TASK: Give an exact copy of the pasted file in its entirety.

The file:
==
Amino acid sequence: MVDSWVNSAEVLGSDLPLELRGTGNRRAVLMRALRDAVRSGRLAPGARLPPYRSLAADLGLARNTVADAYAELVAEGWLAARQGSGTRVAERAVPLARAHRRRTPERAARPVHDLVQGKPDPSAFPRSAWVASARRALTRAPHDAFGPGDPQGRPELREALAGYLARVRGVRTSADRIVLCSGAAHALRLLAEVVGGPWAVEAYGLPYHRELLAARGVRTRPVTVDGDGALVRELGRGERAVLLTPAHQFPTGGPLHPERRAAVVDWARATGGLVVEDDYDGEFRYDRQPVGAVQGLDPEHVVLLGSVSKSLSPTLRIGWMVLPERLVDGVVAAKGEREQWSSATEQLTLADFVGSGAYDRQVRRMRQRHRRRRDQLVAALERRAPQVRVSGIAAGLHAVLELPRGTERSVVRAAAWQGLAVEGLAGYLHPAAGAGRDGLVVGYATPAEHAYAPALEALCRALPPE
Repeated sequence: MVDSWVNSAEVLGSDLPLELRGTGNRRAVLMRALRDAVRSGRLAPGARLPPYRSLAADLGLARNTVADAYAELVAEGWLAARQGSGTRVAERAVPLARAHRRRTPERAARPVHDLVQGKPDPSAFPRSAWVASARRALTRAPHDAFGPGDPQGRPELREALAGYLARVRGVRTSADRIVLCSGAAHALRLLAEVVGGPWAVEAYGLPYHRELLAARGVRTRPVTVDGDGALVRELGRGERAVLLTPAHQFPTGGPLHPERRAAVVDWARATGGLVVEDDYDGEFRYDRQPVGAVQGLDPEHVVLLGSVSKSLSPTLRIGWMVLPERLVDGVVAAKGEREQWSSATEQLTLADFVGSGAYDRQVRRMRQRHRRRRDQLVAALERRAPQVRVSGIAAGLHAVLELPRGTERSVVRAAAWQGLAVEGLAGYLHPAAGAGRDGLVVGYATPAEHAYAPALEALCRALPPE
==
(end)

Amino acid sequence: MVDSWVNSAEVLGSDLPLELRGTGNRRAVLMRALRDAVRSGRLAPGARLPPYRSLAADLGLARNTVADAYAELVAEGWLAARQGSGTRVAERAVPLARAHRRRTPERAARPVHDLVQGKPDPSAFPRSAWVASARRALTRAPHDAFGPGDPQGRPELREALAGYLARVRGVRTSADRIVLCSGAAHALRLLAEVVGGPWAVEAYGLPYHRELLAARGVRTRPVTVDGDGALVRELGRGERAVLLTPAHQFPTGGPLHPERRAAVVDWARATGGLVVEDDYDGEFRYDRQPVGAVQGLDPEHVVLLGSVSKSLSPTLRIGWMVLPERLVDGVVAAKGEREQWSSATEQLTLADFVGSGAYDRQVRRMRQRHRRRRDQLVAALERRAPQVRVSGIAAGLHAVLELPRGTERSVVRAAAWQGLAVEGLAGYLHPAAGAGRDGLVVGYATPAEHAYAPALEALCRALPPE
Repeated sequence: MVDSWVNSAEVLGSDLPLELRGTGNRRAVLMRALRDAVRSGRLAPGARLPPYRSLAADLGLARNTVADAYAELVAEGWLAARQGSGTRVAERAVPLARAHRRRTPERAARPVHDLVQGKPDPSAFPRSAWVASARRALTRAPHDAFGPGDPQGRPELREALAGYLARVRGVRTSADRIVLCSGAAHALRLLAEVVGGPWAVEAYGLPYHRELLAARGVRTRPVTVDGDGALVRELGRGERAVLLTPAHQFPTGGPLHPERRAAVVDWARATGGLVVEDDYDGEFRYDRQPVGAVQGLDPEHVVLLGSVSKSLSPTLRIGWMVLPERLVDGVVAAKGEREQWSSATEQLTLADFVGSGAYDRQVRRMRQRHRRRRDQLVAALERRAPQVRVSGIAAGLHAVLELPRGTERSVVRAAAWQGLAVEGLAGYLHPAAGAGRDGLVVGYATPAEHAYAPALEALCRALPPE